Harry Styles’ Vogue Magazine Photo Shoot Draws Attention to Toxic Masculinity

Vogue‘s interview and photoshoot, featuring Harry Styles, was recently released to the public. With an extreme international fanbase, the former One Direction band member had the internet in anticipation of the images that were going to be published. In true Harry Styles fashion, he had people in shock and in awe of what they saw. Styles’ Vogue interview includes photos of him proudly wearing various skirts, dresses, and a beautiful ball gown paired nicely with a blazer.

Before I go on to praise Harry for his fashion shoot, I feel the need to point something out. Styles is not the first male performer to begin this trend. Actors and singers such as Prince, RuPaul, Jaden Smith, David Bowie, and Freddie Mercury have been challenging ideologies about how society thinks men should dress and behave long before Styles. That said, I love that we can add Harry’s name to the list. He has always had a unique sense of fashion that is atypical for most men. However, he knocked the ball out of the park with this one, leaving nothing up to interpretation. His message was loud and clear: Harry Styles will not conform to gender norms.

Most people praised Harry for his Vogue shoot. They love a man who is comfortable in his own skin and does not care what other people think. Many fans also thanked him for contributing to the fight against toxic masculinity, a belief that men must be manly and show no weakness or sign of femininity. People often believe that it is just women who are harmed by the unhealthy ideology, but over the years, men have come out to prove otherwise. A man’s mental health is more likely to be ignored than a woman’s, leading to anxiety, depression, and suicidal thoughts because of toxic masculinity.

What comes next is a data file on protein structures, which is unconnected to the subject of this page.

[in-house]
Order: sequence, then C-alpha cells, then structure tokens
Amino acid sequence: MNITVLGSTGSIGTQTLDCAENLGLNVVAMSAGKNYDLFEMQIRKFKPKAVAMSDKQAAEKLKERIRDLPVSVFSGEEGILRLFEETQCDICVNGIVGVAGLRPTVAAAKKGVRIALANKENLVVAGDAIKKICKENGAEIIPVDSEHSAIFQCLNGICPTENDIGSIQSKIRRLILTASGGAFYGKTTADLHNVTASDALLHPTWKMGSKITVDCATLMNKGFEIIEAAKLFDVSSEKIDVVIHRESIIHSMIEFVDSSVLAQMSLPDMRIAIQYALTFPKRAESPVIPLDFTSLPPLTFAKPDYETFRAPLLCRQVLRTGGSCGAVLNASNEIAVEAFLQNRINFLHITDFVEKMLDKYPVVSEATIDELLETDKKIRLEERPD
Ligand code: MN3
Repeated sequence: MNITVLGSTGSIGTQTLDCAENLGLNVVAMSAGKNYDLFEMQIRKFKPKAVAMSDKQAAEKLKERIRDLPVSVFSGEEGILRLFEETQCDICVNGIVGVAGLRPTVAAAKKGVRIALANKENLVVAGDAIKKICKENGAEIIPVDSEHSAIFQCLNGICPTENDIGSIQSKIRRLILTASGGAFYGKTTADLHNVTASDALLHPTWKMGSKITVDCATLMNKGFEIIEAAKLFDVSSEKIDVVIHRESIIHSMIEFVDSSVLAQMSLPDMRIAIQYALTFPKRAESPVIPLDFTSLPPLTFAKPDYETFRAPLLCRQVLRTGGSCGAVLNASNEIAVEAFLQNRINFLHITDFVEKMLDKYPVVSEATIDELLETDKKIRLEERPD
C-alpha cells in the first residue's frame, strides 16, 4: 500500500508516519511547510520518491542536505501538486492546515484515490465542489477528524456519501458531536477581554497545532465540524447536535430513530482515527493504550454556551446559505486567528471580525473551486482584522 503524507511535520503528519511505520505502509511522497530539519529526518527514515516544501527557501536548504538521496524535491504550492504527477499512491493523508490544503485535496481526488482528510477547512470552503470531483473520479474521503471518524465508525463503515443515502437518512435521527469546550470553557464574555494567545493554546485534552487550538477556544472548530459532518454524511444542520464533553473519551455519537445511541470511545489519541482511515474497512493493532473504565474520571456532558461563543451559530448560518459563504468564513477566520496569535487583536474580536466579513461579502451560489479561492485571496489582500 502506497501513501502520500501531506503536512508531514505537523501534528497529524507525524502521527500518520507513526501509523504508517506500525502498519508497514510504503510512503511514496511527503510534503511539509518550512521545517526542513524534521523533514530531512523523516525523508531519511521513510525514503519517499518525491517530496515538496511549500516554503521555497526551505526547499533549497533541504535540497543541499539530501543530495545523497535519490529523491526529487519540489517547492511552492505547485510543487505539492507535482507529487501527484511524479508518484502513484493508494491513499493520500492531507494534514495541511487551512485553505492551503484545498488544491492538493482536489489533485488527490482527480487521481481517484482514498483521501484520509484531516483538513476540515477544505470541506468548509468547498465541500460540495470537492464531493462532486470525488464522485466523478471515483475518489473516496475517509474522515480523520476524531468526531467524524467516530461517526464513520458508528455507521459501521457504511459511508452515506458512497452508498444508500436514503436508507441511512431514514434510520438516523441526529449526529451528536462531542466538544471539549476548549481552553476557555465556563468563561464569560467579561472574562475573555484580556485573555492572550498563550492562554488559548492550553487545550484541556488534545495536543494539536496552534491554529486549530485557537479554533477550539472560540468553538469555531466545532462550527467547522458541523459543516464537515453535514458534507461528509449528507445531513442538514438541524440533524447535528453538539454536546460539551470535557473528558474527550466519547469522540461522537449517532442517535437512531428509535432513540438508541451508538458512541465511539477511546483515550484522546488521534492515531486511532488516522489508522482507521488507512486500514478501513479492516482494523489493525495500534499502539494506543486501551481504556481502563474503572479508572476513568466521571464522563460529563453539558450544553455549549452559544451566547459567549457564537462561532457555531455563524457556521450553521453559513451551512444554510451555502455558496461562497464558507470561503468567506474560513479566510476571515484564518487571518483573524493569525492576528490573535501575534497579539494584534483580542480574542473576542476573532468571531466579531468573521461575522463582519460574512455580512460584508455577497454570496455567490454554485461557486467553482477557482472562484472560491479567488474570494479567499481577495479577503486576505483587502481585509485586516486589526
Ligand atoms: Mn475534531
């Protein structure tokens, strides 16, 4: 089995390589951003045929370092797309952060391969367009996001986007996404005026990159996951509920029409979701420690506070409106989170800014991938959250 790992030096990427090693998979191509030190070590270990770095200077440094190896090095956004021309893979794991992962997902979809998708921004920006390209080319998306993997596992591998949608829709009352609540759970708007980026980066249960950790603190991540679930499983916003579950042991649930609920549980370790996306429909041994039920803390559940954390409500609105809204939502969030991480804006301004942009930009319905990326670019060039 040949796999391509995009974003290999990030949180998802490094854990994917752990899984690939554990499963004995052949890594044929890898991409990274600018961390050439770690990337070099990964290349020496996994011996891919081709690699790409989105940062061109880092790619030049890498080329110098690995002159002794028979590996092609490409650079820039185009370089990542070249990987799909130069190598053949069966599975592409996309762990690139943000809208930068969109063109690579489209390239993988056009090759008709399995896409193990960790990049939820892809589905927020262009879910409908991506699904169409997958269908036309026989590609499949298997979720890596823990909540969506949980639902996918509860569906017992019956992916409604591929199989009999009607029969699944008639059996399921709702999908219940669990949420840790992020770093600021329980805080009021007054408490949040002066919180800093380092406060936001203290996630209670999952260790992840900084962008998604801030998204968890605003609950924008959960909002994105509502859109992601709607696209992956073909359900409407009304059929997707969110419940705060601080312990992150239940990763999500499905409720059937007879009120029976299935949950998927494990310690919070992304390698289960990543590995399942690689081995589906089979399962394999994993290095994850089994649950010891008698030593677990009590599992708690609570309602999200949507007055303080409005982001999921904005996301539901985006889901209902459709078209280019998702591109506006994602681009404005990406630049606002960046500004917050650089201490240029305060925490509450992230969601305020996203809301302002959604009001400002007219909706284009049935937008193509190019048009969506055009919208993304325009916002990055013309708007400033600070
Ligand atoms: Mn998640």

Harry’s photoshoot also brought out critics. There is a belief among people that celebrities vying for the dismantling of gender norms and roles are pushing an agenda. A pro-gay liberal agenda, where no one is subjecting anyone to traditional beliefs, turning men into women and women into men. It’s an odd belief, but there are more people out there than you think who have this mindset. Most of the time, one can assume they are bigots. Ben Shapiro and Candice Owens, public far-right and pro-Trump supporters, are just two examples.

After the release of Styles’ photoshoot, Owens went on a major Twitter rant about how harmful men wearing dresses is to society. She quoted the Vogue Twitter account, stating, “There is no society that can survive without strong men. The East knows this. In the west, the steady feminization of our men at the same time that Marxism is being taught to our children is not a coincidence. It is an outright attack. Bring back manly men.” Owens made several tweets similar to this one, refusing to back down.

Shapiro came to her aid on Twitter after Owens received backlash from the Harry Styles fanbase. He tweeted, “This is perfectly obvious. Anyone who pretends that it is not a referendum on masculinity for men to don floofy dresses is treating you as a full-on idiot.” He then doubles down on his stance with a series of other tweets. Owens and Shapiro essentially represent a large portion of people who believe men partaking in “feminity” is hurtful to society.

Personally, I love Harry Styles’ photoshoot. It is fresh, fun, and exactly what we needed in 2020. Harry sporting fashionable clothing should not be a point of demise for you in a year of a deadly virus, unemployment, murder hornets, and the presidential election of a lifetime.

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